Malaria & Safety – Mana Pools NP
Mana Pools is a safe destination for an organized safari in our opinion. Most of the people you will meet are fellow tourists or staff employed by the park, lodges, and tour operators.
When visiting Mana Pools on a self-drive safari, certain safety measures should be taken before venturing into such a remote and secluded place. The possibility of traveling with an organized convoy of more than one vehicle would be best. If that option isn’t available, you should bring decent directions, a map and/or a working GPS unit.
Always be aware that you may have to spend a night in the wilderness should a breakdown occur or you get stuck in the mud. Take plenty of food and water with you and at least two spare tires, a good jack, tow ropes and shovels.
Malaria & Vaccinations
Protection against malaria is a must. Wear mosquito repellent containing at least 30% DEET, and take the recommended antimalarial medications. It’s a good idea to wear long sleeves in the evening too. There are vaccines to get before your trip to Mana Pools and Zimbabwe, make sure that you do this before you travel.
Mana Pools is a great destination for walking and canoeing safaris, and Zimbabwean guides are some of the best trained on the continent for this. Your guide’s advice will protect you from most risks that come with wildlife viewing. Make sure to listen to the instructions of your guide, and you should be fine. Mana Pools is the only Big Five park in Africa where tourists are allowed to walk around by themselves. However, it is not recommended to do so, and it would be extremely dangerous if you did. Also, take note of the ‘wildlife viewing safety precautions’ below.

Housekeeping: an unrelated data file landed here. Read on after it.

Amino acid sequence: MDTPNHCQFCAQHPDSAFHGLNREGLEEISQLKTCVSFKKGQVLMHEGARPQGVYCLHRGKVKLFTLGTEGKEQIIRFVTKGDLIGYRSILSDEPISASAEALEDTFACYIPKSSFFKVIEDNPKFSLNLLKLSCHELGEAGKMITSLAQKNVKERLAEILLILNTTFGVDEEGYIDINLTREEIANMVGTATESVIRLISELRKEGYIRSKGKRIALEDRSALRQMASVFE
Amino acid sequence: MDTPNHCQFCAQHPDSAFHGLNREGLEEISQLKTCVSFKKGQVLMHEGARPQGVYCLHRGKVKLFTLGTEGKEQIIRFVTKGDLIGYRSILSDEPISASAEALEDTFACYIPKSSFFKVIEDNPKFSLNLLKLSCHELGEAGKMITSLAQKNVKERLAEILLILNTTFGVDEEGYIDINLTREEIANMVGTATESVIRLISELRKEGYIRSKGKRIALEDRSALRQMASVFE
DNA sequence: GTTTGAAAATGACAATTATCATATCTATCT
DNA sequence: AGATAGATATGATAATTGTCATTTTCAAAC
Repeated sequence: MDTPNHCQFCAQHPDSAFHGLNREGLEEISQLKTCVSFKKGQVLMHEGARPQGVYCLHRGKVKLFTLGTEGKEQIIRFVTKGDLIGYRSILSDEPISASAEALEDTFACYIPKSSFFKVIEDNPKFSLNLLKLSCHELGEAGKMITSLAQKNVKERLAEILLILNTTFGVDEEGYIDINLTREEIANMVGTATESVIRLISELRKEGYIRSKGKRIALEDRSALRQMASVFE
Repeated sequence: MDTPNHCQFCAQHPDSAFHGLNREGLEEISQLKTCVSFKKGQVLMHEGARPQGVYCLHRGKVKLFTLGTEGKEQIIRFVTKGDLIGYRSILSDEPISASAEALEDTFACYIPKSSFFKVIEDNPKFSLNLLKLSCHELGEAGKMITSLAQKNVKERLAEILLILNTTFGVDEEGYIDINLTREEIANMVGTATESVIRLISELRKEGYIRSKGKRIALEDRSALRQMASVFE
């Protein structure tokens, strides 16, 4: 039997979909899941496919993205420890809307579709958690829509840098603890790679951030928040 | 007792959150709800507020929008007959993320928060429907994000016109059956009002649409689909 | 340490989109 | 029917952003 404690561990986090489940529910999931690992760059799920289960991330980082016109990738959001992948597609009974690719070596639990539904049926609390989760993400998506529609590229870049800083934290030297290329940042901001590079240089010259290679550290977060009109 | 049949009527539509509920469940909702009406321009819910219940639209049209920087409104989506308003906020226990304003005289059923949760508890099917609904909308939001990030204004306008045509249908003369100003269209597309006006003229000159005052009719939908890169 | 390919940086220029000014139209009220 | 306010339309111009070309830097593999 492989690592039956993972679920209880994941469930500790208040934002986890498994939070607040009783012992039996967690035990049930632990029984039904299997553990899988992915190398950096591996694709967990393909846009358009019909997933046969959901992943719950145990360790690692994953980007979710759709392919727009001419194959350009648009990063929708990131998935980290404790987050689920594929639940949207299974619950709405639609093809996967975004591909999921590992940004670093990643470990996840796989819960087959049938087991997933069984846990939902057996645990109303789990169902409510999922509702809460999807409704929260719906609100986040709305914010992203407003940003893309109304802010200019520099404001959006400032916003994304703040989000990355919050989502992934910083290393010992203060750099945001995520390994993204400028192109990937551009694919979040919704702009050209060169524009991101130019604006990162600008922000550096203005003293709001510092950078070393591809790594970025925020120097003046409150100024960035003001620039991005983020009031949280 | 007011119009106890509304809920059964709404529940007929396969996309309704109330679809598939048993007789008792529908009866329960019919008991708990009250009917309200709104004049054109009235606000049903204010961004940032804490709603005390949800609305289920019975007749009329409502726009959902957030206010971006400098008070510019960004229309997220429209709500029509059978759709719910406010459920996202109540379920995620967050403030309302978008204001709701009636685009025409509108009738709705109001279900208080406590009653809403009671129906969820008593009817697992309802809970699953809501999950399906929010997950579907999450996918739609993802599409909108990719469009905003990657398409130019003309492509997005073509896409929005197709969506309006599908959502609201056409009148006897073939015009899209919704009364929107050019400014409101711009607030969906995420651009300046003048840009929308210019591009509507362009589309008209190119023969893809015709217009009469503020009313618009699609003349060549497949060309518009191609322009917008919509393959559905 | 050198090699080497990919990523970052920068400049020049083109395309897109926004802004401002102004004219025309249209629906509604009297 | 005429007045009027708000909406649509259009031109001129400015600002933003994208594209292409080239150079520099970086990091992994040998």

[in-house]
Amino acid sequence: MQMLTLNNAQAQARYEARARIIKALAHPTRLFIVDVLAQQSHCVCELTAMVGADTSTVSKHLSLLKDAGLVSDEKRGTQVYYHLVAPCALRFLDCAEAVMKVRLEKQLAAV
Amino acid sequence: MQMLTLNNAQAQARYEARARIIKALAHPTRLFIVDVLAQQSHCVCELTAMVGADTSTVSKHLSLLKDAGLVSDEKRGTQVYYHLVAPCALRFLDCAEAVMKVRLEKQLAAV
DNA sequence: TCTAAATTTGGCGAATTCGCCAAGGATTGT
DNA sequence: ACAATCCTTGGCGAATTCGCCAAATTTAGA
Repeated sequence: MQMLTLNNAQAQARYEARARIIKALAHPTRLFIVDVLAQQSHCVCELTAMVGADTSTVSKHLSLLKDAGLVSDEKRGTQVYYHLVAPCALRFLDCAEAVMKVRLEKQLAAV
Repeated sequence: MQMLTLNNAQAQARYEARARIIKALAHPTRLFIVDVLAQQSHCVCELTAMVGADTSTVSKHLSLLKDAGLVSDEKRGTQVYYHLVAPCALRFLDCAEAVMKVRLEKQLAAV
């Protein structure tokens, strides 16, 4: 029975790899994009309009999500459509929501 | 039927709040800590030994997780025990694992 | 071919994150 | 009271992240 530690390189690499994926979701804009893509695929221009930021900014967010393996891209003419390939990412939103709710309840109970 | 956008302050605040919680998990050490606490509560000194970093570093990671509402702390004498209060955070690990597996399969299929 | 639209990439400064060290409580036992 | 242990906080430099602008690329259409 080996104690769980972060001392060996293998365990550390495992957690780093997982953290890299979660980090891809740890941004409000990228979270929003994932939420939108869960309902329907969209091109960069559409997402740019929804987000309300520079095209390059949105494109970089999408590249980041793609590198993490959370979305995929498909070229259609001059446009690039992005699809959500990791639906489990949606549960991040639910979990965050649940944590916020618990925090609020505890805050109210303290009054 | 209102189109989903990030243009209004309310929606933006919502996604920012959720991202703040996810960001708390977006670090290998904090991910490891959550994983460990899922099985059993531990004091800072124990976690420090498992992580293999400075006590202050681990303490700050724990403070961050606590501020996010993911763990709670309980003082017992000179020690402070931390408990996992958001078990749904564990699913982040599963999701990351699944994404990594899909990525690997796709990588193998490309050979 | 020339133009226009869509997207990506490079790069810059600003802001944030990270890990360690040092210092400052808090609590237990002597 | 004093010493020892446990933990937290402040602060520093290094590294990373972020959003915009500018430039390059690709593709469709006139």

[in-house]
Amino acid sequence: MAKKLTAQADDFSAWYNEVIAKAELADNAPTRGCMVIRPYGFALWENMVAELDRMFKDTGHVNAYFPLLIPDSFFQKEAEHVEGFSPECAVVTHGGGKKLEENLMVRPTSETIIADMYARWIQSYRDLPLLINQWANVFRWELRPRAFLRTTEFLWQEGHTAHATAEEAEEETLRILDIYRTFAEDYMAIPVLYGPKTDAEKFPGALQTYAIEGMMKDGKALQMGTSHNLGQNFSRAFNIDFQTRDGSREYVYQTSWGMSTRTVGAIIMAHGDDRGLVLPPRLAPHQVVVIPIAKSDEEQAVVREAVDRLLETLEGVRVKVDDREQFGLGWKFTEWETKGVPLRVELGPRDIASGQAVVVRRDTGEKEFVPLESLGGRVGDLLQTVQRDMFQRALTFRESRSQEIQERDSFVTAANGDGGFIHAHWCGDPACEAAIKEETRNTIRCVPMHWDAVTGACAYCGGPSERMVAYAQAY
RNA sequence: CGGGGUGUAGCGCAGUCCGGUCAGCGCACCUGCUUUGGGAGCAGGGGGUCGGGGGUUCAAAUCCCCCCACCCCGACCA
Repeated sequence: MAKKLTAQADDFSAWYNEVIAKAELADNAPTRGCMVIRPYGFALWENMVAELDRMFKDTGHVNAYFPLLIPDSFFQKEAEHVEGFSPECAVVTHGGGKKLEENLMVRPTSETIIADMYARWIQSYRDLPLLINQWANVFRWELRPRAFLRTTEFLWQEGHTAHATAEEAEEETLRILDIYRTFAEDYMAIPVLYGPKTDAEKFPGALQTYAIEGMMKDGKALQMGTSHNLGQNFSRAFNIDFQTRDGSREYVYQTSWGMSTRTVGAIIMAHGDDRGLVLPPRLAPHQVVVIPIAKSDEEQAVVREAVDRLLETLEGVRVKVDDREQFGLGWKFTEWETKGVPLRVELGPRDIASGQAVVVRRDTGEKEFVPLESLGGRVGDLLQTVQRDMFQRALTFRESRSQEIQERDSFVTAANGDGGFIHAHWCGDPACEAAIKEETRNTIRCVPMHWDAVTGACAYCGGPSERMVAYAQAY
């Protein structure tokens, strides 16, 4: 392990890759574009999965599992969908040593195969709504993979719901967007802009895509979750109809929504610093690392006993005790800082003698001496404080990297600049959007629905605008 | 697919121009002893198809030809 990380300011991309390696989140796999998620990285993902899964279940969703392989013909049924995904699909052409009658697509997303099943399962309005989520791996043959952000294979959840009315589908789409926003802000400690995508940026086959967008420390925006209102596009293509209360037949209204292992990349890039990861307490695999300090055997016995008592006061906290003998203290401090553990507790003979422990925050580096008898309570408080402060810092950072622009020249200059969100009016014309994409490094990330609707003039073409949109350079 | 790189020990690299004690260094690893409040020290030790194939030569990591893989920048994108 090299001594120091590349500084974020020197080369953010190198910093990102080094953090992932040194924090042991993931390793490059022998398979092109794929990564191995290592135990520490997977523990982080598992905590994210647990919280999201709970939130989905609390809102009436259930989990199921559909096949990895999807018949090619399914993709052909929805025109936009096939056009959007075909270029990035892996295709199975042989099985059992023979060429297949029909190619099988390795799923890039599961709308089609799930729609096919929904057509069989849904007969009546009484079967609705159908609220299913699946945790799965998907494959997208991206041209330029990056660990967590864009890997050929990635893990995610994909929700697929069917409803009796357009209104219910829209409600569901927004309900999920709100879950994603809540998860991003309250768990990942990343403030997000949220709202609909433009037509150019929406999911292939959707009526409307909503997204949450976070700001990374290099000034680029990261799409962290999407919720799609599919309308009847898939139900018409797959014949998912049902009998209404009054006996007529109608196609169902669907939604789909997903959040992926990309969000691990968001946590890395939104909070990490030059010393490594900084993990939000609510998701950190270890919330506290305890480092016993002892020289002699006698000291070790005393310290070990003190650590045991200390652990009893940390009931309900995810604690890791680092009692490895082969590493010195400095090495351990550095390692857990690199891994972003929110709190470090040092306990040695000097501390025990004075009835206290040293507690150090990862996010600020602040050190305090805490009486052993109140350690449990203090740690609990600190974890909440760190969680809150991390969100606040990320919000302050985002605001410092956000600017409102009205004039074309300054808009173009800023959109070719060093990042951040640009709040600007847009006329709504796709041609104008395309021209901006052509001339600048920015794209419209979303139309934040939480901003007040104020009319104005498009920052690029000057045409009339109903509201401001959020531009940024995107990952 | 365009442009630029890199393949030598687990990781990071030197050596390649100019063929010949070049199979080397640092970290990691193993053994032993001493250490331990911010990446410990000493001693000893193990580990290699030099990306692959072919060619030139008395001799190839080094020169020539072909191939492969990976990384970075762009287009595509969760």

Further advice on limiting dangers and annoyances when traveling:
- Wildlife viewing safety precautions
- General safety precautions
- Cities and other urban areas: Safety precautions
- Safety & Security – Zimbabwe
- Malaria & Vaccinations – Zimbabwe